How Are You, Really? is an interview series highlighting individuals—CEOs, activists, creators and essential workers—from the BIPOC community. They reflect on the past year (because 2020 was…a year) in regards to COVID-19, racial injustice, mental health and everything in between.
The pandemic left most of us stuck inside, looking for something, anything to entertain ourselves. Enter TikTok, which had us scrolling for hours (and we mean hours) on end. But while many look to the platform for entertainment, Kissy Duerré decided to use it as an outlet to talk about trans issues, racism and mental health. Since joining March of 2020, she has garnered over 600,000+ followers by educating, spreading positivity and expressing vulnerability. We spoke to Duerré about the past year when it came to her mental health, joining TikTok and what it means to be a Black trans woman in America.
So Kissy, how are you really?
My first question is, how are you?
I’m pretty good.
How are you, really? As individuals (specifically BIPOC) we tend to say, we’re fine even when we’re not.
Well, I’ve been feeling alright—not super good, not super bad. Last year was a very difficult year for almost everybody with the pandemic, but I’ve been trying my best to keep my mental health in check. On a scale from 0-10, I’m at a 7, so that’s pretty good.
Do you find it difficult talking about how you feel to others?
Yes...in a way when I was growing up. But at the same time, I’m very thankful for having the most loving and kind father who allowed me and encouraged me to be vulnerable and speak about difficult times in my life. Now, I’m at a good place.
Why do you think it’s tough for BIPOC to talk about their mental health?
I think it’s very hard to talk about mental health issues for BIPOC because it has to do with how we are raised. It’s also the stigma too with things like ‘[Your] parents went through this, so you’ll be fine too to go through these similar kinds of situations. You don’t have to talk about things. You just have to be tough.’
How has your identity affected how you feel about yourself?
As a transgender woman, it was hard for me growing up. As a kid, I had to embody masculinity even though I really did not fit within that spectrum. It was always ‘Men don’t cry. Men don’t express their emotions.’ Yeah, it’s hard. It’s a constant circle and stigma around it too. It’s also that belief that BIPOC, especially if you’re Black, [have to be] tough, strong and all of that. You cannot be vulnerable—regardless of gender.
What are ways you focus on your mental health?
I think having different activities helps me navigate my own mental health. I take my dog on walks, and another thing I’ve actually been doing for a while is painting. I love painting. It’s very relaxing.
What has made you smile lately?
One thing that actually made me smile recently was getting surprise gifts from my boyfriend. Also there’s a lot of beauty outside when I go for walks. I see a ton of wildlife because I’m staying at my dad’s cottage for the time being, so it’s a little bit secluded and not a super busy location.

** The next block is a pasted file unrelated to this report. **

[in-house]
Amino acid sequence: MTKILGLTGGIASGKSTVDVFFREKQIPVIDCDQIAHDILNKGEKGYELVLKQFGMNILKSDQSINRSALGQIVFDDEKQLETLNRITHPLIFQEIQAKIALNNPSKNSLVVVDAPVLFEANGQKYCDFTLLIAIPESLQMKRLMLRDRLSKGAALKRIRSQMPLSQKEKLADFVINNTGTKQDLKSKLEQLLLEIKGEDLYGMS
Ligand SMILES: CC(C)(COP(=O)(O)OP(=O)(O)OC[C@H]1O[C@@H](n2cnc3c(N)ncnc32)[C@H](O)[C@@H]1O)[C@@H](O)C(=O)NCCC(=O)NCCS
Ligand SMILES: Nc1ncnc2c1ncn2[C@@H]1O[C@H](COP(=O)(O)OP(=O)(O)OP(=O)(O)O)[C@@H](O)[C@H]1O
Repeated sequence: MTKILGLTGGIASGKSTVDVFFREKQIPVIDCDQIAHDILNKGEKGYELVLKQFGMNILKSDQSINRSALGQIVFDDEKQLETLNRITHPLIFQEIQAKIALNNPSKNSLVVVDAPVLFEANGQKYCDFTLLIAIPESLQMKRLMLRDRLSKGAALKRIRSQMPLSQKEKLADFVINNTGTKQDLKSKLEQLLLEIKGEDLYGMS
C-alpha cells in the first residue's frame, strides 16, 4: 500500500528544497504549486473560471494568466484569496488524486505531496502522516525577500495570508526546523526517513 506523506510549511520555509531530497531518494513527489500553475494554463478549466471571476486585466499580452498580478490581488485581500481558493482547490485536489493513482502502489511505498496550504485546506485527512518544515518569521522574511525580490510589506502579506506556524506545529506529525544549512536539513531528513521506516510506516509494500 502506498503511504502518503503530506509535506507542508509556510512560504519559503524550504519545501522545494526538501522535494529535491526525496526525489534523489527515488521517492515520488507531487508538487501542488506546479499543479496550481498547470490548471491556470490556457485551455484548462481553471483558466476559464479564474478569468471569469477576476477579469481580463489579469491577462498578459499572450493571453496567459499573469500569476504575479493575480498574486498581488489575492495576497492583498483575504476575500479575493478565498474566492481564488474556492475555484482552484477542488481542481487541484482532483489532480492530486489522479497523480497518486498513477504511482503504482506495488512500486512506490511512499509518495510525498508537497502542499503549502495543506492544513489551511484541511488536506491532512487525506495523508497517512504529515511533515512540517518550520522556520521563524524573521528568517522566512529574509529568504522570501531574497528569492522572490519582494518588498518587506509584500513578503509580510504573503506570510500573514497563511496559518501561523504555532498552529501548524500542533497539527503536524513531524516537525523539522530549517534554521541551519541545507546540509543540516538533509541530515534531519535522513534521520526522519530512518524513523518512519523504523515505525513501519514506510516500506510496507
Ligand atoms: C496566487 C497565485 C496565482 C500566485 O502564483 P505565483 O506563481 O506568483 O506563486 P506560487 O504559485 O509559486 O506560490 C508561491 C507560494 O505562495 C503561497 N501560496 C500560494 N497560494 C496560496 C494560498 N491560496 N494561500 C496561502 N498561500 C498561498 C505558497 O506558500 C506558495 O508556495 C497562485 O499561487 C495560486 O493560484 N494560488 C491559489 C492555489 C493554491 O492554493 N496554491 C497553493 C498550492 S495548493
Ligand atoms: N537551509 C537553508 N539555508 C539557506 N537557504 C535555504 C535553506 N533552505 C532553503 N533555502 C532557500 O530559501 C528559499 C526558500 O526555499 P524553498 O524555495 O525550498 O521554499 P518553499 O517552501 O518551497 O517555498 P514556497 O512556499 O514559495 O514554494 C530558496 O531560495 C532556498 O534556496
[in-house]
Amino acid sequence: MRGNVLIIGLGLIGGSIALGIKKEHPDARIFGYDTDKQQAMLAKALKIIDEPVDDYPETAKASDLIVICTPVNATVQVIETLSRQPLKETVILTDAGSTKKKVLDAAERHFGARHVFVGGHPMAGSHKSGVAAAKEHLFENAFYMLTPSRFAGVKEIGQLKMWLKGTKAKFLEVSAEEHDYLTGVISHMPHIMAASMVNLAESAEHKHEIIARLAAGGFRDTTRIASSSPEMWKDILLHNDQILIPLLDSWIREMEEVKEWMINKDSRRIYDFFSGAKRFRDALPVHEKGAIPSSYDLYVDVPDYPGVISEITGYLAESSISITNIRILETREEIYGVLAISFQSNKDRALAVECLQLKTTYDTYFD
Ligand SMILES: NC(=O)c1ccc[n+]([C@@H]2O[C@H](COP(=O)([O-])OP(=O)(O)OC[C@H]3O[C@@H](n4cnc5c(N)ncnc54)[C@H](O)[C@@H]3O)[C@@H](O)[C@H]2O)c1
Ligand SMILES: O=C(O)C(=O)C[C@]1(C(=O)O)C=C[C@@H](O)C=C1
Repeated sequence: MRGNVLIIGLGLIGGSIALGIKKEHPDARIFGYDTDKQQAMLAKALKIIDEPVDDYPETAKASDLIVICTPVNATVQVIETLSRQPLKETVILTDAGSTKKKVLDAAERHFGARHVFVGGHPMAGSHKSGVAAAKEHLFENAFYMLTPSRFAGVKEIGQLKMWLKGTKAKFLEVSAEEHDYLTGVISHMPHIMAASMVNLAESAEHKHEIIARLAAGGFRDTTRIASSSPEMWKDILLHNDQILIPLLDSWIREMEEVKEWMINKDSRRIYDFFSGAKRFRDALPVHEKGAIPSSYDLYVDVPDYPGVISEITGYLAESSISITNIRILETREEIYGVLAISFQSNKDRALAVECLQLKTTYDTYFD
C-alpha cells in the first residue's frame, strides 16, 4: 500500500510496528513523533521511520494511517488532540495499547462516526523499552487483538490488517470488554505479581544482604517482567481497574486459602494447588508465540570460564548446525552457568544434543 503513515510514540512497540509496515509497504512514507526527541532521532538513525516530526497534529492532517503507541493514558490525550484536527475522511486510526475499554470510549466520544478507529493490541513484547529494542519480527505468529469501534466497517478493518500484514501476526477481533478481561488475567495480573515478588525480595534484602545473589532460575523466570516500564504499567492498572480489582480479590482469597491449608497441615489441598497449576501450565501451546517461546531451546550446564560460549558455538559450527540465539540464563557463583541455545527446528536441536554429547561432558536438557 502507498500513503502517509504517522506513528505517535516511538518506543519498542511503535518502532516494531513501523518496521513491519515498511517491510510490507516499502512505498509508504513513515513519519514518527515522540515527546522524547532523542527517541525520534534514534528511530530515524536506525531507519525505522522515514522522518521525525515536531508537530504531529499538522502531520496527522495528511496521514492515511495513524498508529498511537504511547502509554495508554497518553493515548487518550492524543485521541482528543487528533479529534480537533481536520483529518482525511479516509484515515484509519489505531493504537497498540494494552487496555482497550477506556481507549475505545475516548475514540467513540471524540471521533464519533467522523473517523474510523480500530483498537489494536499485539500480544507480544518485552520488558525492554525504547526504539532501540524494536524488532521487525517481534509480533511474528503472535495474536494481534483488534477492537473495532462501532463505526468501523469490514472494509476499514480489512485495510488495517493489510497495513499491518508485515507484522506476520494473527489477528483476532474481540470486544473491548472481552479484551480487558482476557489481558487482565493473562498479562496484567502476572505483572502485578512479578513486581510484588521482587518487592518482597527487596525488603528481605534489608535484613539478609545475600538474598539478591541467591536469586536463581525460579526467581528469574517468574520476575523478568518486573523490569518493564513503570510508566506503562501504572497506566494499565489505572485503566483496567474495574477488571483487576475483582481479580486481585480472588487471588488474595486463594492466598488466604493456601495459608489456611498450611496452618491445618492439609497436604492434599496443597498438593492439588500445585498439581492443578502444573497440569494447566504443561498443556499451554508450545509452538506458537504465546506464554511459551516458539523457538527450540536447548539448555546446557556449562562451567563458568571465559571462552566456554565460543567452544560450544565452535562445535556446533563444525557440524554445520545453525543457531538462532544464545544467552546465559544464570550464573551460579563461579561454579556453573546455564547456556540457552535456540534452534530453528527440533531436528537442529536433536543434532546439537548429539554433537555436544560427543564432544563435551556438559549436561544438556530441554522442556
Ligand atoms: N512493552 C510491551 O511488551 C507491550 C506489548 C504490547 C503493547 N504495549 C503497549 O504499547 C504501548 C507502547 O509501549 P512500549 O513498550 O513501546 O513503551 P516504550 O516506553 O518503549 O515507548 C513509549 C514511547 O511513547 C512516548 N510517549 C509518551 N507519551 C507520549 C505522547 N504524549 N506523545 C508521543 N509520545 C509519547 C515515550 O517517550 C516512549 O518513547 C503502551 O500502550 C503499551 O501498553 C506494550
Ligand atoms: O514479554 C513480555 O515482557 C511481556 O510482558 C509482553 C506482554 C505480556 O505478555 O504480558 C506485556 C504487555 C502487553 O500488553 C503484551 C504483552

How has the pandemic played a role in your career?
It has opened different career opportunities for me. Prior to the pandemic, I was not active on social media. Getting onto TikTok has opened a lot of doors for me. I know it’s been a difficult year for a lot of people, but it’s been lucrative for some.
How has TikTok changed your life?
One great thing about TikTok is that it helps you to connect with people. And what’s even more interesting is that you get to connect with different communities based on the things you like, things you watch the most, things you gravitate towards. I’ve learned so much about being vulnerable and being open to discuss issues and struggles [like transphobia, discrimination, self-acceptance and mental health].
[I also love] getting feedback from my followers. I get DMs from my fans telling me things like ‘You’ve helped me come out,’ ‘You’ve helped me embrace myself,’ and ‘You’ve helped me love myself.’ It just means you’re having some impact on someone.
What’s the topic you enjoy discussing most on TikTok?
Transgender issues—mostly about accepting and loving transgender people. I try to tell transgender youth and transgender people that being trans is actually really beautiful. It’s not what you’re used to seeing in the media or what people might have told you. Your transphobic family or society might’ve told you that you’re ugly, you’ll never be beautiful, you’ll never find somebody to love you. [But it’s just] because they are afraid. Some people are just insecure in themselves and they try to project that on you.
Do you think the past year has brought change when it comes to racial injustice?
I believe changes have been made. It may be slow but it’s getting there. When the Black Lives Matter movement sparked, it had an overall effect across different countries all over the world. It challenged the way the justice system—not just in the U.S. but in many other countries–treats other people. Not just BIPOC, but also sub groups that have been oppressed—groups like the LGBTQ+ community and people who are disabled. There is progress here.
Are there issues that still need more attention?
The integration between people that belong to the LGBTQ+ community and people in the Black community. As a Black transgender woman, I face different realities. I face misogyny. I face racism. I face transphobia. All of those things exist at once.
What advice would you give someone looking to get involved in activism?
To become a better ally, you need to be open-minded and willing to learn. When a BIPOC tells you something about their experience, the best thing you can do is shut up, listen and learn. Don’t bring in your opinion. Just learn. Be quiet, take a seat and learn.
What are your hopes for the year ahead?
I just go with the flow, see where things go and where I will end.